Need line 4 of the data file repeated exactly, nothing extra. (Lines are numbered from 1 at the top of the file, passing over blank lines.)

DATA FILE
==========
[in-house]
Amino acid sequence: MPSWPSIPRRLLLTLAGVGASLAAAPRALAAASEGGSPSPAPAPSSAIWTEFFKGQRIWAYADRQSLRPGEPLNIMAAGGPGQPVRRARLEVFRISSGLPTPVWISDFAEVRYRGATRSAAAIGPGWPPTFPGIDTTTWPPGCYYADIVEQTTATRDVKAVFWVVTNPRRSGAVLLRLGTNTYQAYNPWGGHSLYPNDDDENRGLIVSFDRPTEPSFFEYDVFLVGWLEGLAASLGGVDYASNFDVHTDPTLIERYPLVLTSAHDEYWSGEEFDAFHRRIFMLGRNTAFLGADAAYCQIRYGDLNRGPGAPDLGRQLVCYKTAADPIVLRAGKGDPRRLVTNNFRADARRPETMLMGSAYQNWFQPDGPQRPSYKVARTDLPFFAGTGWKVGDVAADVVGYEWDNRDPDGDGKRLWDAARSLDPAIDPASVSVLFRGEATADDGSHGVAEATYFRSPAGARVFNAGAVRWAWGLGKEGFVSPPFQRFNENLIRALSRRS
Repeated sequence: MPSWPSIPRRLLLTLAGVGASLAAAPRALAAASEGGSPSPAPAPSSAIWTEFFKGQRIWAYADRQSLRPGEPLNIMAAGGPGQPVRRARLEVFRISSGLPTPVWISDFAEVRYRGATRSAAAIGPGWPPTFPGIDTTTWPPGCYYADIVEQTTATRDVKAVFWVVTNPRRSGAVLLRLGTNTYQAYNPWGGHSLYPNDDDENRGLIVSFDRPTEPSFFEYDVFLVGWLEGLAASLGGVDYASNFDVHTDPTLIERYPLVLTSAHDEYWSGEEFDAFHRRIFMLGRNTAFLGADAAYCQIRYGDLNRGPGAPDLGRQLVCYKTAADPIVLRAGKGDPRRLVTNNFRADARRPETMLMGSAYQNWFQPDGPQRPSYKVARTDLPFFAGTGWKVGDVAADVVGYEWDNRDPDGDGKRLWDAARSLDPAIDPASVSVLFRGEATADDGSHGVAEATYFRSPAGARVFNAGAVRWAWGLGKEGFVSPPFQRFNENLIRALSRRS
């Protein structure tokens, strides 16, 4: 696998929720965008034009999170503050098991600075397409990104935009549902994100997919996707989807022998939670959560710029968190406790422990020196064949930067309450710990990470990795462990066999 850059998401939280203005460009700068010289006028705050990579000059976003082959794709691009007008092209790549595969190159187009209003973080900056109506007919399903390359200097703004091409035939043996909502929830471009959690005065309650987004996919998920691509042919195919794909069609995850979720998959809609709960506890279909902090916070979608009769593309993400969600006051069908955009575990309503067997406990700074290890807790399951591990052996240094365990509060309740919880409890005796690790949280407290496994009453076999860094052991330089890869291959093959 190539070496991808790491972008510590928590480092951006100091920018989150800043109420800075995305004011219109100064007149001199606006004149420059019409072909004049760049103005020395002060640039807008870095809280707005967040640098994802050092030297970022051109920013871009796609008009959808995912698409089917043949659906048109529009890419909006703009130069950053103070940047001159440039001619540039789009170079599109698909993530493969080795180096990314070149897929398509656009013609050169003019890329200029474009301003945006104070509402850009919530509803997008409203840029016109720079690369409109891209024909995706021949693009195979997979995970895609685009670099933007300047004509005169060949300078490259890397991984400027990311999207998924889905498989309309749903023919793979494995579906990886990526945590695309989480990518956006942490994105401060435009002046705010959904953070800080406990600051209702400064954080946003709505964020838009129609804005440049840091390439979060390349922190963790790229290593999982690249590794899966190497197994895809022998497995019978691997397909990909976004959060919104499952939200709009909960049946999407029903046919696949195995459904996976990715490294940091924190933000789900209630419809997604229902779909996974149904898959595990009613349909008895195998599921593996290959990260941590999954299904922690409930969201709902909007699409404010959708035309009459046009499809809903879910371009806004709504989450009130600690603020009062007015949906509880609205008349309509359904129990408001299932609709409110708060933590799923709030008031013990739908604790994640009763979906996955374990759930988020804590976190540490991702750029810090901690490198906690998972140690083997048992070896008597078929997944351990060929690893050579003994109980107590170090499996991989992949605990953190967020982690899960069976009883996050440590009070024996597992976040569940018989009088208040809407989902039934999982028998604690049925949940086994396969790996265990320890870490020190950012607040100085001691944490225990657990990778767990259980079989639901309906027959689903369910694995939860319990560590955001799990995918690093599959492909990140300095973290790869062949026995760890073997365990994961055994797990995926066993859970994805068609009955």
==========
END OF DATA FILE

């Protein structure tokens, strides 16, 4: 696998929720965008034009999170503050098991600075397409990104935009549902994100997919996707989807022998939670959560710029968190406790422990020196064949930067309450710990990470990795462990066999 850059998401939280203005460009700068010289006028705050990579000059976003082959794709691009007008092209790549595969190159187009209003973080900056109506007919399903390359200097703004091409035939043996909502929830471009959690005065309650987004996919998920691509042919195919794909069609995850979720998959809609709960506890279909902090916070979608009769593309993400969600006051069908955009575990309503067997406990700074290890807790399951591990052996240094365990509060309740919880409890005796690790949280407290496994009453076999860094052991330089890869291959093959 190539070496991808790491972008510590928590480092951006100091920018989150800043109420800075995305004011219109100064007149001199606006004149420059019409072909004049760049103005020395002060640039807008870095809280707005967040640098994802050092030297970022051109920013871009796609008009959808995912698409089917043949659906048109529009890419909006703009130069950053103070940047001159440039001619540039789009170079599109698909993530493969080795180096990314070149897929398509656009013609050169003019890329200029474009301003945006104070509402850009919530509803997008409203840029016109720079690369409109891209024909995706021949693009195979997979995970895609685009670099933007300047004509005169060949300078490259890397991984400027990311999207998924889905498989309309749903023919793979494995579906990886990526945590695309989480990518956006942490994105401060435009002046705010959904953070800080406990600051209702400064954080946003709505964020838009129609804005440049840091390439979060390349922190963790790229290593999982690249590794899966190497197994895809022998497995019978691997397909990909976004959060919104499952939200709009909960049946999407029903046919696949195995459904996976990715490294940091924190933000789900209630419809997604229902779909996974149904898959595990009613349909008895195998599921593996290959990260941590999954299904922690409930969201709902909007699409404010959708035309009459046009499809809903879910371009806004709504989450009130600690603020009062007015949906509880609205008349309509359904129990408001299932609709409110708060933590799923709030008031013990739908604790994640009763979906996955374990759930988020804590976190540490991702750029810090901690490198906690998972140690083997048992070896008597078929997944351990060929690893050579003994109980107590170090499996991989992949605990953190967020982690899960069976009883996050440590009070024996597992976040569940018989009088208040809407989902039934999982028998604690049925949940086994396969790996265990320890870490020190950012607040100085001691944490225990657990990778767990259980079989639901309906027959689903369910694995939860319990560590955001799990995918690093599959492909990140300095973290790869062949026995760890073997365990994961055994797990995926066993859970994805068609009955």